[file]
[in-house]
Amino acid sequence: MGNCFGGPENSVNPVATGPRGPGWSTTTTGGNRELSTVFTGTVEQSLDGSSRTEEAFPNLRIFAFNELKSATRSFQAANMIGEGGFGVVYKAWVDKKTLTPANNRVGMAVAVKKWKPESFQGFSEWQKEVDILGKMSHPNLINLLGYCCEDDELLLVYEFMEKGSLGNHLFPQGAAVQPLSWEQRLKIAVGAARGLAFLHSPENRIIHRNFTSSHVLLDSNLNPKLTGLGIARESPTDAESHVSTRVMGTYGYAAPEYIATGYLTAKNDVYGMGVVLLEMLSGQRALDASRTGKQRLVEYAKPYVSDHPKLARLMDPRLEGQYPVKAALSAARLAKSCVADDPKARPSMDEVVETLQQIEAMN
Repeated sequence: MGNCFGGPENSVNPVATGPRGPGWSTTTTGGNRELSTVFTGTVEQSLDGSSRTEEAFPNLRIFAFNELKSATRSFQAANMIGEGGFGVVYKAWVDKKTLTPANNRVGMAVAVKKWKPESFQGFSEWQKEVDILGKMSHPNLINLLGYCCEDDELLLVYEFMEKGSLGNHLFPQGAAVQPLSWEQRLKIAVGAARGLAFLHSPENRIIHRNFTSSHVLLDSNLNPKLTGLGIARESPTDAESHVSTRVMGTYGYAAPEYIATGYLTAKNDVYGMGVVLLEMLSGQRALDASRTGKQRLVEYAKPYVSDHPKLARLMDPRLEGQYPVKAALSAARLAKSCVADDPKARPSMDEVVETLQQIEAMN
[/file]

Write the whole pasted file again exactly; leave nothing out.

[in-house]
Amino acid sequence: MGNCFGGPENSVNPVATGPRGPGWSTTTTGGNRELSTVFTGTVEQSLDGSSRTEEAFPNLRIFAFNELKSATRSFQAANMIGEGGFGVVYKAWVDKKTLTPANNRVGMAVAVKKWKPESFQGFSEWQKEVDILGKMSHPNLINLLGYCCEDDELLLVYEFMEKGSLGNHLFPQGAAVQPLSWEQRLKIAVGAARGLAFLHSPENRIIHRNFTSSHVLLDSNLNPKLTGLGIARESPTDAESHVSTRVMGTYGYAAPEYIATGYLTAKNDVYGMGVVLLEMLSGQRALDASRTGKQRLVEYAKPYVSDHPKLARLMDPRLEGQYPVKAALSAARLAKSCVADDPKARPSMDEVVETLQQIEAMN
Repeated sequence: MGNCFGGPENSVNPVATGPRGPGWSTTTTGGNRELSTVFTGTVEQSLDGSSRTEEAFPNLRIFAFNELKSATRSFQAANMIGEGGFGVVYKAWVDKKTLTPANNRVGMAVAVKKWKPESFQGFSEWQKEVDILGKMSHPNLINLLGYCCEDDELLLVYEFMEKGSLGNHLFPQGAAVQPLSWEQRLKIAVGAARGLAFLHSPENRIIHRNFTSSHVLLDSNLNPKLTGLGIARESPTDAESHVSTRVMGTYGYAAPEYIATGYLTAKNDVYGMGVVLLEMLSGQRALDASRTGKQRLVEYAKPYVSDHPKLARLMDPRLEGQYPVKAALSAARLAKSCVADDPKARPSMDEVVETLQQIEAMN